Bifm Economic Review 1st Quarter 2007 Economic Review data suggests that this growth figure is not The conclusion is, therefore, that overall GDP really representative of what is taking place growth rates are not very meaningful; the in the economy. The main cause of the low 0.8% contraction in real GDP in 2005/06The first quarter of the year is always a recorded growth rate in 2005/06 is the 4.4% tells us as little about the economy as theproductive one for new economic contraction in mineral production, which was 9.2% growth recorded in 2004/05, andinformation, given the release of the Budget in turn due to a 4.3% reduction in diamond primarily reflects the volatility of monthlyin early February, publication of national production over this period. However, it production levels in the minerals sector ratheraccounts data around the same time and the would be a mistake to pay too much attention than long-term economic performance.Bank of Botswana’s Monetary Policy to this figure, as it largely represents an We therefore need to consider the growthStatement a couple of weeks later, as well unintended consequence of the fact that the of the non-mining sector of the economy;as trade data for 2006. Unlike almost any national accounts year (which runs from July- this is itself difficult because of the impacttime of the year, we cannot complain about June) does not coincide with Debswana’s of a range of “adjustment items” (such asa shortage of macroeconomic data. This planning year for diamond production. The taxes and subsidies) that contribute to thereview will concentrate on the four areas of importance of this is that Debswana plans GDP calculations but which are notthe economy related to these developments, to meet calendar year targets, and it does disaggregated across sectors in the nationalthat is, economic growth, inflation and not matter whether this production occurs accounts. Making some allowances for this,monetary policy, the government budget, in the first or second half of the year; if, for it appears that the growth of the non-miningand international trade. instance, there is a disruption to production private sector increased in 2005/06, rising to in the first half of the year (e.g. due to 2.5%, which is more than double theEconomic Growth weather or other factors) this would be estimated 2004/05 growth rate of 1.2% (seeThe headline figures for real GDP growth in compensated by higher production in the Figure 1). These data show clearly the impactthe 2005/06 national accounts year show second half of the year. However, such a of difficult economic conditions in 2004 andthat the economy shrank – i.e. was technically pattern of production would impact on two 2005, but suggest that there has been somein recession – with growth of minus 0.8% different national accounts years. recovery since that time; however, even with(see Figure 1). This may be one reason why a recovery, growth in the non-mining private The impact of this is shown in Figure 2; whilethe economic growth figure was not sector remained worryingly low. the annual growth rates of diamondmentioned by the Minister of Finance and production are reasonably stable when The growth performance varied considerablyDevelopment Planning in the 2007 Budget measured on a calendar year basis (blue dots), across economic sectors; while a few sectorsspeech, for the first time in recent history, as they are much more variable when measured showed good growth (hotels, transport andthis is usually an important highlight of the on a national accounts year basis (yellow social & personal services), these are all quitebudget speech dots). Given that diamond production small and the sectors that are often seen asAlthough the negative headline growth rate accounts for around 35% of GDP, this has a more important (trade, finance & businessmight appear to be disturbing, perhaps major effect on the overall GDP growth services, manufacturing, construction &suggesting that the economy is not figures. agriculture) all performed badly, with low orperforming well, closer examination of the negative growth (Figure 3 on the next page). Figure 1: Economic Growth Figure 2: Annual Growth of Diamond Production (carats)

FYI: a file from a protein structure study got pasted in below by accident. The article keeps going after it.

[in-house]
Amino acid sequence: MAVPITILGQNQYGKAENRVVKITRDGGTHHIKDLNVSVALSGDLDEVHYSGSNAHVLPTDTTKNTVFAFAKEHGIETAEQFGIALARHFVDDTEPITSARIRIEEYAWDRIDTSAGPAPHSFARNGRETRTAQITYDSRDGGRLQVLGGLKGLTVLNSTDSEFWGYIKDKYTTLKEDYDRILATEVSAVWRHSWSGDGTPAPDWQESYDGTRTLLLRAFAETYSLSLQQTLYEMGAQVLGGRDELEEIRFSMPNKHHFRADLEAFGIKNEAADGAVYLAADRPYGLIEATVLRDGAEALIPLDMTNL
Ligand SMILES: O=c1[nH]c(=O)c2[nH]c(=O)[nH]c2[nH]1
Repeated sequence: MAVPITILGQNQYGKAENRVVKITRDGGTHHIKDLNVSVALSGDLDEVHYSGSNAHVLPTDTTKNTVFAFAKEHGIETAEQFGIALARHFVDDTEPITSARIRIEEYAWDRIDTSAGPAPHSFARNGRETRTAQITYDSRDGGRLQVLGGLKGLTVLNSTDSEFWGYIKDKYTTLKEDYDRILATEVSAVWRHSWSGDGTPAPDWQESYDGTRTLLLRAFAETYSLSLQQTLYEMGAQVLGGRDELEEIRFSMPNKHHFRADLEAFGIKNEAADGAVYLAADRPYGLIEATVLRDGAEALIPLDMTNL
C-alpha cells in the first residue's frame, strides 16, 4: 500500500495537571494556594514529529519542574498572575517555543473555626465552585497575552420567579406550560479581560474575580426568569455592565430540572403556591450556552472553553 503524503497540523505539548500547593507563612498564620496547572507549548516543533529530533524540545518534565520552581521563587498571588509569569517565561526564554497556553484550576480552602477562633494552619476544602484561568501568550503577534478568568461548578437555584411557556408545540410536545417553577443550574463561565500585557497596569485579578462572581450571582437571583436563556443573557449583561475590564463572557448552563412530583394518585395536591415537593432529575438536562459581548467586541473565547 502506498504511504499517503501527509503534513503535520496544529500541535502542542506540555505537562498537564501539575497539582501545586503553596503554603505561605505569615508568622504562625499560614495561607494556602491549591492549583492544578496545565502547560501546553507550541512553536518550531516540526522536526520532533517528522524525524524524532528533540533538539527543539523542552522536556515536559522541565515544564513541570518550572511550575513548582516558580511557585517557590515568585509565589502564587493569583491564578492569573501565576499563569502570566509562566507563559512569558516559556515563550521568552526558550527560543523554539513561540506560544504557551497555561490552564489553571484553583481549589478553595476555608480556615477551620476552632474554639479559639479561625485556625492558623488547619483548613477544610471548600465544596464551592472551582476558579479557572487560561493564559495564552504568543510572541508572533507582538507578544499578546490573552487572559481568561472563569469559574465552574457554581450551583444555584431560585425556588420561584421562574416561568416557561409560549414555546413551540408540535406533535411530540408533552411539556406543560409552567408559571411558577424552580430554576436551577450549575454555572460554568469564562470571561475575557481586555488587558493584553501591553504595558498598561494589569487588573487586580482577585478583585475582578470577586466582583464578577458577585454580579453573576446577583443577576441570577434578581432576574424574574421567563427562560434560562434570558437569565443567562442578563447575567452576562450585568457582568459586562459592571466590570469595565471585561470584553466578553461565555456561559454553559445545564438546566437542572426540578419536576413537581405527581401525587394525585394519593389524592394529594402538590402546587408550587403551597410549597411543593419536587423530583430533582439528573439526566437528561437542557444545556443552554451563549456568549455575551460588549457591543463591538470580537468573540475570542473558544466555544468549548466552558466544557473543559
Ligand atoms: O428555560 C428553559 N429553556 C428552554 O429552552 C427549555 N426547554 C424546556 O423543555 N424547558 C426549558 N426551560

2 Economic Review Figure 3: Sectoral Growth Rates - 2004/05 & 2005/06 (%) Figure 4: Inflation - Actual & ForecastWhile the growth performance across many The Bank of Botswana’s Monetary Policy The Bank also expressed concern about thesectors of the economy was not good, we Statement (MPS) was released on February potential inflationary impact of the anticipatedshould note that figures are preliminary and th increase in government spending in 2007/08, 19 , and retained the Bank’s inflationare likely to be revised in due course. For objective range of 4%-7%. The MPS made but interestingly, commented that governmentinstance, the revised figures for 20004/05, clear the Bank’s determination to bring was unlikely to be able to spend all of thereleased along with the 2005/06 GDP data, inflation down within the range and keep it money that has been made available.show some big changes, especially in there, and indicated that the Bank expectsmanufacturing, agriculture and transport all The decline in Botswana inflation, coupled inflation to stay between 6% and 7% with rising inflation elsewhere has meant thatof which moved from positive to negative between the second quarter of 2007 and thegrowth or vice versa as a result of the revisions the gap between domestic and foreign end of the year; this is in line with our own inflation has continued to narrow. This is(see Table 1 below). forecasts (see Figure 4). Concerns were encouraging as it supports Botswana’sInflation & Monetary Policy expressed about the potential inflationary international competitiveness and should impact of rising credit growth, which was up facilitate a decrease in the rate of crawl ofThe good news on inflation continued in the to 18.7% in February 2007, well above the the exchange rate of the pula later in thefirst two months of 2007, with inflation falling Bank’s preferred range of 11%-14%. year, which will help bring inflation downfrom 8.5% at the end of 2006 to 7.2% in further.February. There are several reasons for this:declining fuel prices, the falling away of theimpact of school fees which were reintroduced Table 1: Original and Revised Sectoral Growth Rates for 2004/05in January 2006, as well as relatively smallprice increases for alcohol, healthcare, Original Revisedtransport, communications recreation and Sector (2006) (2007) Changehousing.Our forecast is for inflation to keep declining Agriculture 3.3 -11.0 -14.3over the next few months, perhaps falling as Mining 18.2 18.1 -0.1far as 6%, although it is unlikely to fall belowthat figure (see Figure 4). Nevertheless, there Manufacturing -2.6 7.7 +10.2are looming price pressures that could inhibitfurther declines in inflation. Food prices, in Water & elec. 3.3 3.5 +0.2particular, are set to rise as a result of drought Construction 0.7 0.9 +0.2in the region, with maize prices likely to moveup sharply. Also, the decline in oil prices that Trade, hotels etc. -6.6 -6.8 -0.2continued through the second half of 2006 Transport 5.6 -0.7 -6.3looks to have ended, and prices have risenrecently – in pula terms crude oil prices are Fin & bus services 4.1 4.9 +0.8up by nearly 40% since the low point in earlyJanuary 2007 (see Figure 5 on the next page). Government 3.6 4.6 +0.9The higher weight for fuel products in the Soc & pers services -0.5 10.4 +10.9new Consumer Price Index (CPI) basket meansthat the impact of changes in oil prices – Total GDP 8.4 9.2 +0.8both upwards and downwards - on inflationis now much larger.